There are much more highly-touted pitching prospects that came out of last year's draft, but Jacob Faria is an intriguing young arm. Although I was unable to see him pitch during spring training, I talked to one scout who said that he was touching 94 mph in one outing. This is very good news for the Rays, who surely drafted him for his projectability.
In a very small sample-size (15.2 innings) in the Gulf Coast League last year, Faria showed excellent command by walking a lone batter while striking out 14. The 18-year-old also seems to have a pretty good idea of how to pitch and both times I have talked to him (the first time being this past off-season for DraysBay), he has discussed and re-iterated that his approach to getting hitters out is to throw strikes and pitch to contact.
A young pitcher with that mindset who also possesses good command and has already shown an increase in velocity from when he was drafted is a player to keep an eye on. While he is still terribly young and inexperienced, the early signs point towards Faria being a pitching prospect who could have a very high ceiling. The Rays have been extremely successful in developing high school pitchers and Faria gives the organization a lot of talent and projectability to work with.
The following is an interview I did with Faria via phone a few weeks ago.
Rays Digest: This is obviously your first spring training, what's been your impression of it so far?
Jacob Faria: So far it's lived up to everything everyone told me it was going to be. They told me it was going to be special since it was my first one and it has been. Just meeting guys I knew from last year and meeting new guys has made it a great experience so far.
Rays Digest: What kinds of things have you been focusing on that you learned last year in the GCL? Is there anything specific that you've been doing in spring training?
Jacob Faria: I used to be a really big throw-across-my-body guy, so my sides have been focusing on throwing on a nice straight stride to home plate. Just being able to hold my balance over the rubber, that was probably one of my biggest issues last year in the GCL. So that's what the pitching coaches have been focusing on so far.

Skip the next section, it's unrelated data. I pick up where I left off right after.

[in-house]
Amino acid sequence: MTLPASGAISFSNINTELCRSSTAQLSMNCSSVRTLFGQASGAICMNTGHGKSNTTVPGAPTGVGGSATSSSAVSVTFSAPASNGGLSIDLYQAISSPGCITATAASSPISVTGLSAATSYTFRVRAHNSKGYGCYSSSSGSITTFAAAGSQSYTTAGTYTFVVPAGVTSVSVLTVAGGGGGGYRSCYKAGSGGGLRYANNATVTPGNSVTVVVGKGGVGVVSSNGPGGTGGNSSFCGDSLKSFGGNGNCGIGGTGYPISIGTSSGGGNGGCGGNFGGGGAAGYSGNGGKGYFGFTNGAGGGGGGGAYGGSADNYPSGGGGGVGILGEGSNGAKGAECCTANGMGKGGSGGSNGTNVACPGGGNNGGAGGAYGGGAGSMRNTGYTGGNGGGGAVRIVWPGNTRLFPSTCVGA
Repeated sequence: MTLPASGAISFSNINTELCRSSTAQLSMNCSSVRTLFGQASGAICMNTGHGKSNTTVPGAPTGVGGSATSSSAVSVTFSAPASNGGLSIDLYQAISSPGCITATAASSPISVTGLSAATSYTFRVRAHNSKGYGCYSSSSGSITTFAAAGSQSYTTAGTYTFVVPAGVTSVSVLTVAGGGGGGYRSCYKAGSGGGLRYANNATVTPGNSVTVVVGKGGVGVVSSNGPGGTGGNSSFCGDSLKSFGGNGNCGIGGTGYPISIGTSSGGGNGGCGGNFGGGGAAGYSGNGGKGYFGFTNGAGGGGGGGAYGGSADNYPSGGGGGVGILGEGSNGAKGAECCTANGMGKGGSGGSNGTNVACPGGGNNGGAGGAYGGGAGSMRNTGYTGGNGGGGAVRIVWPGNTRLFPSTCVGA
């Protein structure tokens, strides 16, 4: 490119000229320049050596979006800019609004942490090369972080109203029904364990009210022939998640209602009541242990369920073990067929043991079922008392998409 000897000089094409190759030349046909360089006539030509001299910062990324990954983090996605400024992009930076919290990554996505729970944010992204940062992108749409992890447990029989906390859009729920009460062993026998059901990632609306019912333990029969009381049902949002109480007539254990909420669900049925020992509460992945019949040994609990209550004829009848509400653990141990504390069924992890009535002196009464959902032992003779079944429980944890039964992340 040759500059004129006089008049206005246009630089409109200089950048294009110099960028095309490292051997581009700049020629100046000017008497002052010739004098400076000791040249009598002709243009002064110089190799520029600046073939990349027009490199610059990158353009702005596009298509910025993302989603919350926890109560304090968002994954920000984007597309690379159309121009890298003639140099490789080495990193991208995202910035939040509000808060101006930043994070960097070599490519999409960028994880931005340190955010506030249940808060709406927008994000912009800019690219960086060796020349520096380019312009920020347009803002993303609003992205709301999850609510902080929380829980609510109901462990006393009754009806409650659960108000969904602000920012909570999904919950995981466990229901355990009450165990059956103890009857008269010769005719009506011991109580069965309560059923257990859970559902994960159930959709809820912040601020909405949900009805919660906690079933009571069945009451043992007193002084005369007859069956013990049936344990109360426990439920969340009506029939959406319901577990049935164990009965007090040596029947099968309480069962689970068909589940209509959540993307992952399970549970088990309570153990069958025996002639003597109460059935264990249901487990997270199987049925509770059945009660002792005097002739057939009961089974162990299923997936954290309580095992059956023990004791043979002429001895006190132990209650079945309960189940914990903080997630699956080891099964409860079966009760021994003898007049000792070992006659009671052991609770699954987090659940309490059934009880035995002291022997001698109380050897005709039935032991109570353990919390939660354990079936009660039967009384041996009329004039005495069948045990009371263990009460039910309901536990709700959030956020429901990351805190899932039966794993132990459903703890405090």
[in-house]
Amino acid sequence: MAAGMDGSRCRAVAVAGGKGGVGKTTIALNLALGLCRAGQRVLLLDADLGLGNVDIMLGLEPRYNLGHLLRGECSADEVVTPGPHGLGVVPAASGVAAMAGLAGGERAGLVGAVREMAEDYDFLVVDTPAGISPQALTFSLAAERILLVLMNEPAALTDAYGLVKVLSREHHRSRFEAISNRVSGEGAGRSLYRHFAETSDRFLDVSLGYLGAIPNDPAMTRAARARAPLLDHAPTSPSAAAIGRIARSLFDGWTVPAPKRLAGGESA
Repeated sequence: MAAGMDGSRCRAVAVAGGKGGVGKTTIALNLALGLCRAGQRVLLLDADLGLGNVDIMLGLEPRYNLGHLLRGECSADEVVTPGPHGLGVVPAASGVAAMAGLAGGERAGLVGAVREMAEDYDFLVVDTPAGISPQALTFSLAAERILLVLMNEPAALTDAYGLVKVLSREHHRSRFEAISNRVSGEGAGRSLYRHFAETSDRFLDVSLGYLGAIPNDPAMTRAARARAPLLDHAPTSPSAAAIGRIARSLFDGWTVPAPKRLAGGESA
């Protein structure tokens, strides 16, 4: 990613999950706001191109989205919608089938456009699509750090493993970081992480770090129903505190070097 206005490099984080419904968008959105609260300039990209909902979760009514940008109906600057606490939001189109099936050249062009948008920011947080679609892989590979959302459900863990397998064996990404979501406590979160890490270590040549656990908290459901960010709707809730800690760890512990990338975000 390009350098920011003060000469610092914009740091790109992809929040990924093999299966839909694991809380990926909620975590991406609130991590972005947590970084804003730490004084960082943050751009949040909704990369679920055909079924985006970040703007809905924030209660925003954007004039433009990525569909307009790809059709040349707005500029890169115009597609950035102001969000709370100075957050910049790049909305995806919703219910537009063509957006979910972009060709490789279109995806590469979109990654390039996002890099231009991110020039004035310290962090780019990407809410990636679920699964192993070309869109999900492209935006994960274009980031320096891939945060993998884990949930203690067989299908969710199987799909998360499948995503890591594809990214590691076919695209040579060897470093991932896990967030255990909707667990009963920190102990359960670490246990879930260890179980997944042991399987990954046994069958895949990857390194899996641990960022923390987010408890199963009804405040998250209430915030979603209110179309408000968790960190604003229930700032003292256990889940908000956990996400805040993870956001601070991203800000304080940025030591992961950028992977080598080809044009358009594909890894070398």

Rays Digest: Last time I talked to you, you mentioned that you threw a lot across your body in high school. Is that kind of what you're talking about?
Jacob Faria: I used to throw like Jered Weaver is now - a lot like that. But obviously he is a much older and more developed player and I am a lot younger and more susceptible to arm injuries. That was the biggest thing that they wanted me to change, straightening my line to home plate.
Rays Digest: Talking about your mechanics, are you still able to get the same downward plane on your fastball with your re-worked delivery?
Jacob Faria: Actually, I've gotten better downward plane now because I'm able to get over the front side a lot easier. I'm not working as hard to get back in the direction of home plate. So now it's easier to focus on getting over the front side and get more downward plane. There's less that I have to work through to get where I want to be. So it's actually been a lot easier to get downhill.
Rays Digest: So it sounds like this change in mechanics is not only helping you avoid injury, but it's actually improving the quality of your pitching too.
Jacob Faria: Yeah exactly.
Rays Digest: You only pitched in 15 innings last year in the GCL and obviously you're going to pitch a lot more than that this year. I saw you last week and you're a really tall guy and very lanky, which works well because you have a lot of room to grow and strengthen as you get older. Is there anything in your off-season program that you do to gain weight or anything like that?
Jacob Faria: I've been trying to gain weight just through my workout routine and by lifting weights and stuff. Since you don't want to get too bulky, I've been drinking a lot of whey-protein and just trying to get as much of that in my system as possible to try and gain as much healthy weight as I can.
Rays Digest: Last time we talked, you were talking a little bit about your approach on the mound. You're not a flame-thrower. You like to pitch to contact and let your fielders do the work. As you begin to grow more physically and fill out, do you still plan on keeping the same approach? Because it's entirely possible that you could gain a couple of miles-per-hour on your fastball.